Objectives: The aim of the study was to characterize the immediate and delayed effects of non-coherent blue-light treatment on the composition and viability of an in vitro biofilm composed of anaerobic multispecies, as well as the mechanisms involved. Methods: A multispecies biofilm was constructed of Streptococcus sanguinis, Actinomyces naeslundii, Porphyromonas gingivalis and Fusobacterium nucleatum, test groups were exposed to blue light. The multispecies biofilm was explored with a newly developed method based on flow cytometry and confocal microscopy. The involvement of the paracrine pathway in the phototoxic mechanism was investigated by a crossover of the supernatants between mono-species P. gingivalis and F. nucleatum biofilms. Results: Blue light led to a reduction of about 50% in the viable pathogenic bacteria P. gingivalis and F. nucleatum, vs that in the non-exposed biofilm. Biofilm thickness was also reduced by 50%. The phototoxic effect of blue light on mono-species biofilm was observed in P. gingivalis, whereas F. nucleatum biofilm was unaffected. A lethal effect was obtained when the supernatant of P. gingivalis biofilm previously exposed to blue light was added to the F. nucleatum biofilm. The effect was circumvented by the addition of reactive oxygen species (ROS) scavengers to the supernatant. Conclusion: Blue-light has an impact on the bacterial composition and viability of the multispecies biofilm. The phototoxic effect of blue light on P. gingivalis in biofilm was induced directly and on F. nucleatum via ROS mediators of the paracrine pathway. This phenomenon may lead to a novel approach for ‘replacement therapy,’ resulting in a less periodonto-pathogenic biofilm.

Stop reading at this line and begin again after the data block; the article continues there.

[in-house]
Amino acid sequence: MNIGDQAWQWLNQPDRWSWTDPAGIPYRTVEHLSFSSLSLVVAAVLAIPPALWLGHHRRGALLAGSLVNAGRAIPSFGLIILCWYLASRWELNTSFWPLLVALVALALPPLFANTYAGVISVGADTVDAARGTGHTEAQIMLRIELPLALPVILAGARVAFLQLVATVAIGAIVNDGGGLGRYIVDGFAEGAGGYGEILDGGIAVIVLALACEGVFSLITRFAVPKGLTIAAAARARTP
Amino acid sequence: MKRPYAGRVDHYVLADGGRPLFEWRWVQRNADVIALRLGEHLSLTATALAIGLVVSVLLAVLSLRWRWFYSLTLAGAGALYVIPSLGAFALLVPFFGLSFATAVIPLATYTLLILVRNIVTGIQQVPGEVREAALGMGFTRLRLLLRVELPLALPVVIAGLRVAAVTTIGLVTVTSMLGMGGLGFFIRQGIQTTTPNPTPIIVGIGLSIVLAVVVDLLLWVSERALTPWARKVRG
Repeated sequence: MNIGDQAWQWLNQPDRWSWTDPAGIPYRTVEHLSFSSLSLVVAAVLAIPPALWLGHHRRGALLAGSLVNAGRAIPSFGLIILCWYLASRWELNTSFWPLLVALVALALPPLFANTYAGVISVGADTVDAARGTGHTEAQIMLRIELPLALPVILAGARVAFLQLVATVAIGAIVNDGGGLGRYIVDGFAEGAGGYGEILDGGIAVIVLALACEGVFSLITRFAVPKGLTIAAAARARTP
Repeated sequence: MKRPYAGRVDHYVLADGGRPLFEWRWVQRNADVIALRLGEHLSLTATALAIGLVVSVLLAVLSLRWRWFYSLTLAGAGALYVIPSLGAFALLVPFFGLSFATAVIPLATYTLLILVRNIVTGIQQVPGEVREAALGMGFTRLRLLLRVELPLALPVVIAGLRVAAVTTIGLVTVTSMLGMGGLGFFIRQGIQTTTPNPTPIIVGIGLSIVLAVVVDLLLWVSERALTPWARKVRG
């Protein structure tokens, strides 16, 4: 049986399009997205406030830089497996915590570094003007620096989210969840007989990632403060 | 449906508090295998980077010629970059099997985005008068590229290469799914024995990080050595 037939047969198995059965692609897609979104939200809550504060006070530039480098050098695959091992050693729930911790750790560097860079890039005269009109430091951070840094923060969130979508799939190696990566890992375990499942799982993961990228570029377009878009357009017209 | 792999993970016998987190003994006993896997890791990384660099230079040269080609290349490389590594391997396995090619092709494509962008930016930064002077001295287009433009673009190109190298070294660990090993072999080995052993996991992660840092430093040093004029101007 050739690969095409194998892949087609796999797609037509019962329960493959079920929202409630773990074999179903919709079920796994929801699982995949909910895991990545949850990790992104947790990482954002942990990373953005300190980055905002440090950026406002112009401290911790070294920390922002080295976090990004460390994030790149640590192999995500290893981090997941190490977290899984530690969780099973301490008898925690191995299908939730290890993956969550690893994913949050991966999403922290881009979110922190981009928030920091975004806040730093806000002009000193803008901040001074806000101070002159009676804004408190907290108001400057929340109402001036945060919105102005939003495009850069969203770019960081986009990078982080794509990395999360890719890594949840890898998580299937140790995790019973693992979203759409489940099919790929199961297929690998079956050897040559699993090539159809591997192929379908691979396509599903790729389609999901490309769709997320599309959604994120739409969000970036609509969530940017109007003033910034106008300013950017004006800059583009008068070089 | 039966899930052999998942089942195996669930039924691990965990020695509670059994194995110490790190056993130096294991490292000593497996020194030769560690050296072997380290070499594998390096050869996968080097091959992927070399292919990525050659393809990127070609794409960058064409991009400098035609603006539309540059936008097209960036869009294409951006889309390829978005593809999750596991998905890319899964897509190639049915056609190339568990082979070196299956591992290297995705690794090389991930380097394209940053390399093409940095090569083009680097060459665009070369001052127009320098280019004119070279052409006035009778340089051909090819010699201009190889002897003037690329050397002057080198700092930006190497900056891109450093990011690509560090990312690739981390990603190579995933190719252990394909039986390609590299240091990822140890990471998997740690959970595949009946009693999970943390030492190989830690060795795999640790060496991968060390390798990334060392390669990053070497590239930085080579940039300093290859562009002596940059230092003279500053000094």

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© 2019, © 2019 The Author(s). Published by Informa UK Limited, trading as Taylor & Francis Group.
- Polymicrobial biofilm
- blue light
- periodontal disease